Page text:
T. Evan Kovasi

Born and raised in the hills of Northern California, Evan grew up steeped in the majestic beauty offered by the outdoors.  Free to roam the countryside he developed a deep sense of appreciation for the ephemeral and episodic displays of the natural world.  From a young age he would borrow his parents’ camera to take picture after picture of the sunset, the clouds, the spring flowers.

Though photography was always on the back burner it wasn’t until after graduating from college that Evan purchased his first DSLR.  His passion for documenting our planet escalated quickly from that point. Self-taught, he would spend hours learning every aspect of his camera and the science of digital photography.

Today, his combination of technical expertise and artistic liberty are the genesis of works that sometimes look more like paintings than traditional landscape photography.

Artist’s Statement

Photography has always had a grip on me. Of the many eclectic paths I have pursued, this is the one that always seems to be able to hold my interest. It's not just the act of taking the picture, it's the whole process: exploring amazing places full of interesting people and things; the technical aspect of milling up a new photography gizmo in the workshop; the digital darkroom, the hours spent in front of a monitor tweaking colors and fighting with software, scripting automated workflow while retaining control over every detail of the process... All of this is fantastically engaging and at the end of it, if I’ve done it right, I wind up with not only a captured memory but a work of art to put on the wall and share with the world.

I have put some of my favorite images on this site. Take a look around and see if anything strikes your interest.

—Evan

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What am I looking at?

These days, nearly all of my photography consists of spherical panoramas.  These are created from a multitude of individual photographs, painstakingly aligned to create an image comprising the entire 360° x 180° field of view.  For the most part, the photographs are all taken consecutively and from the same location. This technique sidesteps the technical limitations of lenses, while having the added benefit of increasing the resolution of the final image.

Now, consider that a sphere is a three dimensional shape.  In order to put a spherical panorama onto a two dimensional surface, some part of the image has to be distorted.  This process is known as projection.  The same process is used in cartography: mapping the globe in two dimensions.  There are many different methods for projecting images, and they run the gamut from mundane to the truly wild.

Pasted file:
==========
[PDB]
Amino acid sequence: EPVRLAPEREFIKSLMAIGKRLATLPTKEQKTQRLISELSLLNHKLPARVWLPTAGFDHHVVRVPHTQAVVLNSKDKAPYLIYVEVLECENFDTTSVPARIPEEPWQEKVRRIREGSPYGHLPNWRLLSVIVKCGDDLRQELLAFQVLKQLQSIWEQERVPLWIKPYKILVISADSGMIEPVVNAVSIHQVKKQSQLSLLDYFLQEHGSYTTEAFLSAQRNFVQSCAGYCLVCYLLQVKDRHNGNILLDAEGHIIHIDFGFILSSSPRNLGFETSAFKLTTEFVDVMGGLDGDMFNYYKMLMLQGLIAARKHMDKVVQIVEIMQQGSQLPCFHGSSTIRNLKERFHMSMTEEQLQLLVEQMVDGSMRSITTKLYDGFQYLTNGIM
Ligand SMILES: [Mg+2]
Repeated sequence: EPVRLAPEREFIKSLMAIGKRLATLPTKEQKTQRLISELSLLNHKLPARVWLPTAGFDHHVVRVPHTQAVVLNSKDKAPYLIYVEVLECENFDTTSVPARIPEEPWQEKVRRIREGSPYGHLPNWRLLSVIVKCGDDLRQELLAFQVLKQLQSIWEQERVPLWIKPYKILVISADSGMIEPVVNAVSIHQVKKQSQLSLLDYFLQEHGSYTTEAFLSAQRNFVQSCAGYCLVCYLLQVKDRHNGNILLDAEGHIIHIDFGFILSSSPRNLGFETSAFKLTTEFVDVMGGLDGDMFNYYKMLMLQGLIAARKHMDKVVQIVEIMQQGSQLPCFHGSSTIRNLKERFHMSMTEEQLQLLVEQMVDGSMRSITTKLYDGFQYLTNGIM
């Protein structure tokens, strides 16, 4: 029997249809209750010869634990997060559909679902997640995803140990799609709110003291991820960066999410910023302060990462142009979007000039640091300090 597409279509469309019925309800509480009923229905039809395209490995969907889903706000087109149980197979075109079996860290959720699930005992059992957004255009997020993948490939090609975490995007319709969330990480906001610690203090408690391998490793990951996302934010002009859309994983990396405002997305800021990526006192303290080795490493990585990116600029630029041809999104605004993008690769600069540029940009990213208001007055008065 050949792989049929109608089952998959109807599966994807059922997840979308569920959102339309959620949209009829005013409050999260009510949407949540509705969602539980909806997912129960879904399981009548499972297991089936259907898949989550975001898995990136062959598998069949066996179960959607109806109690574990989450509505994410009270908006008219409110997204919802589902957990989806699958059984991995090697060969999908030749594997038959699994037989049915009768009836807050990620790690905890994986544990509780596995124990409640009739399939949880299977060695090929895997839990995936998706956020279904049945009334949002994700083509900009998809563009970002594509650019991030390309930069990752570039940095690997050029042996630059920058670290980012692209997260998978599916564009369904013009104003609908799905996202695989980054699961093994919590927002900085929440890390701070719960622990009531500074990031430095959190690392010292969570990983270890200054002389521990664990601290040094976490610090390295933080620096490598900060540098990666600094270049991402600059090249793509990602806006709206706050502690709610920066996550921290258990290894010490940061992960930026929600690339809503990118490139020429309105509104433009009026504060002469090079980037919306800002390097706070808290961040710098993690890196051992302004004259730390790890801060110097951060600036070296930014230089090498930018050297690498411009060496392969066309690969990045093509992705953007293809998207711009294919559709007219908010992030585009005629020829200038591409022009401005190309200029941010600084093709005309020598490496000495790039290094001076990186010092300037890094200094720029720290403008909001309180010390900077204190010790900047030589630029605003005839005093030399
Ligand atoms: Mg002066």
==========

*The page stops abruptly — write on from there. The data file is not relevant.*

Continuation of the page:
Beyond the projection and composition, my daytime images are nearly all captured using a process called HDR.  This stands for ‘high dynamic range’, and is another sidestep to technological limitations.  Digital camera sensors can record only a limited range of brightness. This dynamic range can be measured and varies somewhat camera to camera.  However, by taking multiple separate photographs with differing exposure lengths, I am able to extend the dynamic range of the final image.  This helps retain detail and color even in the darkest shadows and brightest highlights.

At night, when HDR is impossible (or prohibitively time consuming and not particularly helpful) I use other techniques and equipment.  Long exposure times are used to capture more light during each photograph. For astrophotography, the limit to this is the movement of the stars.  To circumvent this, I will occasionally use a star tracker which rotates with the stars and to which the camera is mounted.  This allows the use of longer exposure times without visible star trails.  For foreground shots, where nothing moves, individual exposure times can be 30 seconds to several minutes long.  I spend these minutes laying in the dark, stargazing and listening to the sounds of the night.

All of these techniques combine to create a somewhat technical style of photography.  Many of my images consist of several hundred separate photographs. Creating a final image is an arduous process that can take dozens of hours to complete, using multiple programs with many intermediary steps.  While not quite as glamorous as taking the photos in the field, this step is vital to the creation of my style of photography.